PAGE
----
Nov 17, 2022
UK Chancellor offers business rates relief but hikes taxes
Nov 17, 2022
British finance minister Jeremy Hunt announced a string of tax increases and tighter public spending in a tough budget plan on Thursday that he said was needed after the blow dealt to the country's fiscal reputation by former prime minister Liz Truss.
Hunt told parliament that the economy was already in recession and was forecast to shrink next year but there was no way to avoid painful fiscal medicine to ensure Britain could build on the recent restoration of calm in financial markets.
"Credibility cannot be taken for granted and yesterday’s inflation figures show we must continue a relentless fight to bring it down, including an important commitment to rebuild the public finances," he said.
Hunt announced changes to tax rules that will mean more people pay basic income tax, a lower threshold for paying the top rate of income tax, and a cut in tax-free allowances for earnings from dividends.
THE KEY MEASURES
He also froze the threshold at which employers pay National Insurance contributions until April 2028.
And he will cut the business rates tax on company premises while commencing a revaluation of business properties from April to make sure the tax reflects the value of properties.
The revaluation of properties for business rates is a bid to “soften the blow”. And hunt said two-thirds of properties “won’t pay a penny next year” with thousands of “small high street shops” benefiting from the move.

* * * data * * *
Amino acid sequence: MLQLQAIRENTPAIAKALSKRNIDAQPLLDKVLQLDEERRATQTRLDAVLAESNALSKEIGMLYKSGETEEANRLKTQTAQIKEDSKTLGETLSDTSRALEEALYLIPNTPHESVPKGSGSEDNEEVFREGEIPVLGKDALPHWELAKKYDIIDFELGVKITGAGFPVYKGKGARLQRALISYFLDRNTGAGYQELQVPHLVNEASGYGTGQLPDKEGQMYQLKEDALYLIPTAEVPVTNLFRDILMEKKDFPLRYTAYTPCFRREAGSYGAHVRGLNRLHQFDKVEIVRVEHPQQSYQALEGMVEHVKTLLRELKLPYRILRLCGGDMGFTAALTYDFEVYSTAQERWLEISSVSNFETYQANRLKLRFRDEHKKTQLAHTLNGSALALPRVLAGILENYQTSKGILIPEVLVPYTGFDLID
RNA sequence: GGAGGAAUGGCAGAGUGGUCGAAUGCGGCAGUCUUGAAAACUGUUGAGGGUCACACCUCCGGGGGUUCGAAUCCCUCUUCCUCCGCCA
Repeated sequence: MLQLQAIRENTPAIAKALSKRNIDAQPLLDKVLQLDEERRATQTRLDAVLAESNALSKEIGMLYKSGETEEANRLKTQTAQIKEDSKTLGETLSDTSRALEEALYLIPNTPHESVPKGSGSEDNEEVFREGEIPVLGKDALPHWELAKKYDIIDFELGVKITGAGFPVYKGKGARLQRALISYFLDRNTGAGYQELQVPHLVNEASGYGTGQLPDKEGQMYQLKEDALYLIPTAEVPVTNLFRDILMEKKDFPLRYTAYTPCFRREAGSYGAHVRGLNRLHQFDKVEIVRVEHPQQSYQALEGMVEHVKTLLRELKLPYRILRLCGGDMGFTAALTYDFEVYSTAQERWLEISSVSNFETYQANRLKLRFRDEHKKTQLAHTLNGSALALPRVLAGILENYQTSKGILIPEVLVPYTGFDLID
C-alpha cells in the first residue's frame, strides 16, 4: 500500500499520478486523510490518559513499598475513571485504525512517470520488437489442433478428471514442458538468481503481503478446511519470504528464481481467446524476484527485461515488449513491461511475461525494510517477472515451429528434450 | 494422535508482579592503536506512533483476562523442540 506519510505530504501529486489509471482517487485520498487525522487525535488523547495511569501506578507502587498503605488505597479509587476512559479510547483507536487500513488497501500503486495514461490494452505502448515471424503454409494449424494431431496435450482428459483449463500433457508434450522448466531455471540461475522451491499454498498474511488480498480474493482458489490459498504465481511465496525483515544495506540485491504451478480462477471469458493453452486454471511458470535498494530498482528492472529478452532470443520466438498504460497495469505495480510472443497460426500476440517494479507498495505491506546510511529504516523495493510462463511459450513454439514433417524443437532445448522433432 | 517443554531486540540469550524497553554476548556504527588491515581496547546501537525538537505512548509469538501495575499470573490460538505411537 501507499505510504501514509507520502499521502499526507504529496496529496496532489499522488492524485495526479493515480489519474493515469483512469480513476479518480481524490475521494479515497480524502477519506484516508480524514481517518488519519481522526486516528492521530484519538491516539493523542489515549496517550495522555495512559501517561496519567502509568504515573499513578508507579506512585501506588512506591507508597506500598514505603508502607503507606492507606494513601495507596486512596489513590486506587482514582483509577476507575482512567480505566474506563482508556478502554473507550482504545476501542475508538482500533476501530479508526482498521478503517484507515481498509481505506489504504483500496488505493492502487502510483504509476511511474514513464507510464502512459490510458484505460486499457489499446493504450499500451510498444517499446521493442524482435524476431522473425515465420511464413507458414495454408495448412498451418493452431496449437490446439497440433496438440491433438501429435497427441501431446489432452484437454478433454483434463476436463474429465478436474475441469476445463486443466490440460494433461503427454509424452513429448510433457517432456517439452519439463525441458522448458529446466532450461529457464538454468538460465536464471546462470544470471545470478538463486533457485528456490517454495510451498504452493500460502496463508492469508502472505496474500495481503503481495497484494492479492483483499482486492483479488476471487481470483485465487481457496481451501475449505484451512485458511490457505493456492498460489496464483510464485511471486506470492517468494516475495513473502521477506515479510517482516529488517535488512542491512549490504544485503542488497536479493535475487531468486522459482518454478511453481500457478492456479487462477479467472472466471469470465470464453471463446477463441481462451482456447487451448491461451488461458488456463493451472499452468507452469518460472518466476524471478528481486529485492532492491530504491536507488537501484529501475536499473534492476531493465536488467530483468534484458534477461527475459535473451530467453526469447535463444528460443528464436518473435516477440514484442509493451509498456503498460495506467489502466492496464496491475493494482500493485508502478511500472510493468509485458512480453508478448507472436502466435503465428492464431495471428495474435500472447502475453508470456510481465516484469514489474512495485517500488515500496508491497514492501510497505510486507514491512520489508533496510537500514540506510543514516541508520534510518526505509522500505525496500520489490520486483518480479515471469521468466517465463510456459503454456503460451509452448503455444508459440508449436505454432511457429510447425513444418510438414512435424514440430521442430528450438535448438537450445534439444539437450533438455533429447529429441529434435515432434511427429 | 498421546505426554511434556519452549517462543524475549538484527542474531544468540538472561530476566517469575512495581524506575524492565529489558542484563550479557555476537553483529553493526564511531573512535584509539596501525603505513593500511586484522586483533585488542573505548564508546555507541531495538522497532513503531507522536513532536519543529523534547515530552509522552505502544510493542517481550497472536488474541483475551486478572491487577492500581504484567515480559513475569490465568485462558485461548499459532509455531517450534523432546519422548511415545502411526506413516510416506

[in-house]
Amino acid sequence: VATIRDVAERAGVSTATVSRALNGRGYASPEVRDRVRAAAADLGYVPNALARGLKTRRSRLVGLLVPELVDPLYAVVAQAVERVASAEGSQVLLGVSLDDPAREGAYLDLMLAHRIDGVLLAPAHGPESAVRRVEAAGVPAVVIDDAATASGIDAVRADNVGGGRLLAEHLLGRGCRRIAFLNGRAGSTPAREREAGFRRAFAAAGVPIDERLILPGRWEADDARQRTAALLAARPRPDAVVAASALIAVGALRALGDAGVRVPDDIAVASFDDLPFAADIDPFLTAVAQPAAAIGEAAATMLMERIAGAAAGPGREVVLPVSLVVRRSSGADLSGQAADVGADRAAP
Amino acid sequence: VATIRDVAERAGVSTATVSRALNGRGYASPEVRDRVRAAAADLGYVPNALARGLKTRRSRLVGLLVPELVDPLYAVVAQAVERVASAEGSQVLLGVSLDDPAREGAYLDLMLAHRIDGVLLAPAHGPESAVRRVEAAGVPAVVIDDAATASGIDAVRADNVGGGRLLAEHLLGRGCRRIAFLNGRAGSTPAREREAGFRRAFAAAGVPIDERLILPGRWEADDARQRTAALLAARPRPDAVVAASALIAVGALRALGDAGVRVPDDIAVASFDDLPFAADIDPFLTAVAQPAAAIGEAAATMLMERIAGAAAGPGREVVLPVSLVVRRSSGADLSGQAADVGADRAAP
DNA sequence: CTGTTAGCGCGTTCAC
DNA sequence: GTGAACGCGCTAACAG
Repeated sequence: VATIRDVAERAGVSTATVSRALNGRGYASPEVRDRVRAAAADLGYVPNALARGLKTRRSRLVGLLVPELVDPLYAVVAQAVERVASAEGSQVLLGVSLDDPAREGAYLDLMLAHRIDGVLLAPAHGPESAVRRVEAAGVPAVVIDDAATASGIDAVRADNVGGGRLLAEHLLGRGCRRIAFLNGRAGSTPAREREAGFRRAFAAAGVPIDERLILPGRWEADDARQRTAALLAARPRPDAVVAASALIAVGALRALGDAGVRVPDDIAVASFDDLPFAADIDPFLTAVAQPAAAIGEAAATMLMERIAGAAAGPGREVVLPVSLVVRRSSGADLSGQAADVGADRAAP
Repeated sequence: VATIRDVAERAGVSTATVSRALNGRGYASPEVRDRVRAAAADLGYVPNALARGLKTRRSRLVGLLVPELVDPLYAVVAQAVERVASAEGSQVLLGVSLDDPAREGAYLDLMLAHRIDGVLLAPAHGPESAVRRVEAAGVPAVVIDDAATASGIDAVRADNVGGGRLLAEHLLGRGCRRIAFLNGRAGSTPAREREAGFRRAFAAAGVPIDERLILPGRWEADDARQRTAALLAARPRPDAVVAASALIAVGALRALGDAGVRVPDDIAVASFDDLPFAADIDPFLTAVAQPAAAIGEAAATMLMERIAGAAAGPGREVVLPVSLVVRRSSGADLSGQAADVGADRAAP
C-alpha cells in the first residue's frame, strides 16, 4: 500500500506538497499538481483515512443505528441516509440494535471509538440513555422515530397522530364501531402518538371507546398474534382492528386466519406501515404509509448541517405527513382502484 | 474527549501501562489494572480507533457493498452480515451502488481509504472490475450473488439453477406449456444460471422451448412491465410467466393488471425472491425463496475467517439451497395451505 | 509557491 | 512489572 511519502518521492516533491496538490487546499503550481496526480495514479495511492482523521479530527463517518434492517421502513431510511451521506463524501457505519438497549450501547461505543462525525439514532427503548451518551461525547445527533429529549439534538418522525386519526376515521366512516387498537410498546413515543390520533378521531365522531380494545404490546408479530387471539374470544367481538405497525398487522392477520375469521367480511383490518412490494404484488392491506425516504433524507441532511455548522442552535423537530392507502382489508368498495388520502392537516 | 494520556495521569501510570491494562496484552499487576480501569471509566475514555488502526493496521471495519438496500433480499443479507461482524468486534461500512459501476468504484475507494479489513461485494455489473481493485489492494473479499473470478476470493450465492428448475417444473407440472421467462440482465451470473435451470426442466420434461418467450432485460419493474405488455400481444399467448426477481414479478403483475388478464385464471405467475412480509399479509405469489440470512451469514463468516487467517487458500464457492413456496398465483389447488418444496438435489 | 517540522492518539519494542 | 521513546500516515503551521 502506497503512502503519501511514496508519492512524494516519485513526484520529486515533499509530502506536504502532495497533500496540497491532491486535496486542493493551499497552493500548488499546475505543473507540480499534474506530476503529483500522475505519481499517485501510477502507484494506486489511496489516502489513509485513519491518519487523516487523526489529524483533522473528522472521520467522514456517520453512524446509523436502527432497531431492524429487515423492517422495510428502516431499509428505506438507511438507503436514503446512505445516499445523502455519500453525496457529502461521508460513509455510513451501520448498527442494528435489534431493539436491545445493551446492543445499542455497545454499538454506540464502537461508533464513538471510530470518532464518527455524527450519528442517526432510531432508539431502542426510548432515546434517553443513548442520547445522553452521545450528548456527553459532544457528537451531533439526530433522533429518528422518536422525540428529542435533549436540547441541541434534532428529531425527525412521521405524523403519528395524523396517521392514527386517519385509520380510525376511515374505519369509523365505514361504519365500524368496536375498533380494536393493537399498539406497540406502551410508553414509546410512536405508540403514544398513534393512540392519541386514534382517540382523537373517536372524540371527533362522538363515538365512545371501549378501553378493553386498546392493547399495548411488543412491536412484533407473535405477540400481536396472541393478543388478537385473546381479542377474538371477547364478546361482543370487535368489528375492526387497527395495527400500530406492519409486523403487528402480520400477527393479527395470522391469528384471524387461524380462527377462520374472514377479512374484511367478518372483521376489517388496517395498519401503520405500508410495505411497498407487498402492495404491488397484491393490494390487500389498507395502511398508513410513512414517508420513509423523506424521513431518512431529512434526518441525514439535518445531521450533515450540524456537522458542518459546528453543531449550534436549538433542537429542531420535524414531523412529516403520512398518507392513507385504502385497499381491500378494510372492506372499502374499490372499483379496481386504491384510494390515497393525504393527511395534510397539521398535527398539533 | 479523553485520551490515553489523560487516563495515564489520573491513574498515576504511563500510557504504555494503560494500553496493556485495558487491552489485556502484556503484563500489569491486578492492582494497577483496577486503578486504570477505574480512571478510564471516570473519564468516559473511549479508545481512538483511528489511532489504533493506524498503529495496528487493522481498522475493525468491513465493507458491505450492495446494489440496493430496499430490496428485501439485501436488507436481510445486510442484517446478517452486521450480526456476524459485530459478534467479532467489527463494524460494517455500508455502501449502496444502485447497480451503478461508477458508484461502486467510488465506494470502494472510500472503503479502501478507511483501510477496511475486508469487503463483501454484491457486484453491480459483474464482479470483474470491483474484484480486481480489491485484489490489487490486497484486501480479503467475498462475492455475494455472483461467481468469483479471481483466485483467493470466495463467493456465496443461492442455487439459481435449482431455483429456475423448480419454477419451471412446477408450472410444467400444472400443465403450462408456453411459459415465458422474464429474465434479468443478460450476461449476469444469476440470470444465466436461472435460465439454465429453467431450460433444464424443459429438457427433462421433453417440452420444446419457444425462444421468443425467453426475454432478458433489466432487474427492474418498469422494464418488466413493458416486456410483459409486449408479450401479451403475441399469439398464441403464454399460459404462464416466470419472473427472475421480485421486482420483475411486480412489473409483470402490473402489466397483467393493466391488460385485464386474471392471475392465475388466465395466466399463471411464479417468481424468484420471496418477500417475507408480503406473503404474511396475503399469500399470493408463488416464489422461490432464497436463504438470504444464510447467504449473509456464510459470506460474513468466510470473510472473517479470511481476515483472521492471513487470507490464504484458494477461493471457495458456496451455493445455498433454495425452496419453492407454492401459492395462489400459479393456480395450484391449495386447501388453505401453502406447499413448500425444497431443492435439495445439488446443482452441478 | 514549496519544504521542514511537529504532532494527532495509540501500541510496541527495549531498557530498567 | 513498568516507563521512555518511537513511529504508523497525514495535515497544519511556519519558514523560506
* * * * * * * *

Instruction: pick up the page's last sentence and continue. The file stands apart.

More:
The business rates multipliers will be frozen in 2023-24, at 49.9p (for small businesses) and 51.2p, preventing these from increasing in line with inflation. The government says this is a tax cut worth £9.3 billion over the next five years and will mean bills are 6% lower than without the freeze.
Upward transitional relief caps will provide support for those facing large bill increases following the revaluation. This £1.6 billion of support will be funded by the Exchequer rather than by limiting bill decreases, as at previous revaluations. The ‘upward caps’ will be 5%, 15% and 30%, respectively, for small, medium, and large properties in 2023-24.
And there will be no downward transition for those businesses whose rateable value have decreased following the revaluation. Instead, ratepayers will see reductions to their rate bills immediately.
But consumers will have less cash to spend. The highest-earning Britons will now pay the top 45% rate of tax on income above £125,000, rather than £150,000 previously. The previous administration of Prime Minister Liz Truss had tried to abolish the top rate altogether.
The government will freeze until April 2028 the threshold on the amount people can earn tax-free as well as the level at which the higher rate of income tax kicks in, meaning that with inflation running high, people face paying more income tax.
Hunt said he would cut the amount shareholders can earn in dividends before they begin paying tax from the current level of £2,000 to £1,000 next year and £500 from 2024.
Because electric cars are increasingly common, Hunt said they will no longer be exempt from vehicle taxes from April 2025.
Public spending will grow but more slowly than the economy, he said.
Existing increases planned for departmental budgets will be protected in cash terms until 2024/25, Hunt said - meaning a big real-terms cut with inflation running so high.
Overall spending on public services will continue to rise in real terms for the next five years.
And while many consumers will have less cash, he said he would keep in place the so-called triple lock, which guarantees the state pension will increase by inflation, average earnings or 2.5% - whichever is strongest.
Additional reporting by Sandra Halliday
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